Similarly, as much-loved as they are, the G-Series and the D-series are neither points of Light or Darkness. The former are simple Special Forces or Navy SEAL search and destroy missions, while the latter is a basically one doozy of a LRRP (Long-Range Reconnaissance Patrols, a Vietnam-era designation) mission that combines recon with assassination. This is likely an artifact of the tournament design of the modules, but it also made for a very simple game. You went in and killed everything, with a minimum of puzzle-solving, or you snuck around and hoped to survive till you reached your target (when you killed everything).

I’ve realized that part of my struggle with B2 has been to reconcile the “Point of Light” style of the module with a campaign world that isn’t very “Point of Light” in nature. I’ve made it work, and even though I’ve just come up with a rather radical and horrifying turn of events for Castle Seraph itself, I need to keep in mind that my world isn’t a OSR hexcrawl and trying to treat it as such is just frustrating for me (and the players I think, mostly because my own frustration with things or inability to quite make things work in my own head comes out in my DMing).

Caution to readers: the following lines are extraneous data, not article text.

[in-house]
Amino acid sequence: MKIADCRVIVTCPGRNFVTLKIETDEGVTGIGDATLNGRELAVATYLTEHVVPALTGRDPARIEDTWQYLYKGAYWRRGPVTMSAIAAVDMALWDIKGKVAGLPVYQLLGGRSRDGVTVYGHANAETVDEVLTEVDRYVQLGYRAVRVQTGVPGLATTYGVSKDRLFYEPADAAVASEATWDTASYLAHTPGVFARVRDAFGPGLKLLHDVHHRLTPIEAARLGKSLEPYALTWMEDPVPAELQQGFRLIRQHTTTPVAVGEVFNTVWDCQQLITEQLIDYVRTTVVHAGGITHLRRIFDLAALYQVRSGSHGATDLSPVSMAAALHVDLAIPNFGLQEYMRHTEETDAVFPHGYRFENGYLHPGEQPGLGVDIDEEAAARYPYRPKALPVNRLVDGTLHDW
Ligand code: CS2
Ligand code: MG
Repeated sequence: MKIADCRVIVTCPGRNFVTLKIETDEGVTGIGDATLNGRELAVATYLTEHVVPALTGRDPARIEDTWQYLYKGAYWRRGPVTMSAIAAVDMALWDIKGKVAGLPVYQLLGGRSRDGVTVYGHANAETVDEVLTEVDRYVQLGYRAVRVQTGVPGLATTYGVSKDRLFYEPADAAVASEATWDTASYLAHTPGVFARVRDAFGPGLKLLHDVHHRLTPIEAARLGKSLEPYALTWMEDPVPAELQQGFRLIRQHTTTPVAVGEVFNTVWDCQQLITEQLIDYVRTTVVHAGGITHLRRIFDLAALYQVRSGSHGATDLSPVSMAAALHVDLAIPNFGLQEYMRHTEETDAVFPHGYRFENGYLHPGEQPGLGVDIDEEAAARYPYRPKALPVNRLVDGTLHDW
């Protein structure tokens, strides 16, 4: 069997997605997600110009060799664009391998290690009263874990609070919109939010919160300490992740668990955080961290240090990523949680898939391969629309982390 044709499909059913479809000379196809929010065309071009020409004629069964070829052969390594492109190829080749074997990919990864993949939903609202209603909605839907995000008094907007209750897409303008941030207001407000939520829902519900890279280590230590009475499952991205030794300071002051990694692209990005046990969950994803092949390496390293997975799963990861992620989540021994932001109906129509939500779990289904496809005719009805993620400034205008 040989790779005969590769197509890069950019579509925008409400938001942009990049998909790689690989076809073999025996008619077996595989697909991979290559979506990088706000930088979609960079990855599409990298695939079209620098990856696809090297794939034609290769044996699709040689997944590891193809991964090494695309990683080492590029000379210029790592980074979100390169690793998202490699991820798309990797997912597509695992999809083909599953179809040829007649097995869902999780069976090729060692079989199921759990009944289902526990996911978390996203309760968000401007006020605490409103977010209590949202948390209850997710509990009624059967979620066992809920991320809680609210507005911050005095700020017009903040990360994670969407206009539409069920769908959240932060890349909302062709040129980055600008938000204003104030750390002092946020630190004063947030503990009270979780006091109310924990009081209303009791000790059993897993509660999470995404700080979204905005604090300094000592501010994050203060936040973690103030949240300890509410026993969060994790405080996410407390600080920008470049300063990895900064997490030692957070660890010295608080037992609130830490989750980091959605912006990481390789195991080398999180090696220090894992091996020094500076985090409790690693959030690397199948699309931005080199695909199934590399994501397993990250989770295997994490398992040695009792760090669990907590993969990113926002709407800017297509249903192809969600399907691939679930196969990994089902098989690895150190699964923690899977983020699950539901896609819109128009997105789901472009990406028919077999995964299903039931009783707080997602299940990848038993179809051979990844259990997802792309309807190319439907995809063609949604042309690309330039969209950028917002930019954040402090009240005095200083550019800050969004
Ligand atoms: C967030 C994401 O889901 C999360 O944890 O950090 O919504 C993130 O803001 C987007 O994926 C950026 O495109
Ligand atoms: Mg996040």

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Reconstructionism v. Romanticism

This is how I think about part of the “Simulationist” debate that rears it’s head now-and-again through the OSR blogosphere…

On the one hand you have Reconstructionism (stolen from Neo-Pagan circles), where the goal is try to simulate and reconstruct, as closely as possible, the “real world” – on an extrapolated real world based on “real principles” and a minimum of handwavium. So, in game terms, this means that games like Harn are very high on the scale. Working your way down from there, in roughly descending adherence to the value of “real world simulation”, you have games like Traveller 2300 then Traveller, Delta Green then Call of cthulhu, Cyberpunk 2020, and Pendragon. In miniatures games this would be the catalog from Ground Zero Games (Dirtside, Star Grunt, Full Thrust). In novels, you could see Katherine Kurtz’s Deryni novels as being relatively Reconstructionist rather than Romantic, as is George RR Martin’s Game of Thrones novels. The ERB’s John Carter of Mars novels have a strong Reconstructionist tone to them whereas his Tarzan novels are a bit less so and probably swerve into Romanticism – assuming that John Carter isn’t already there.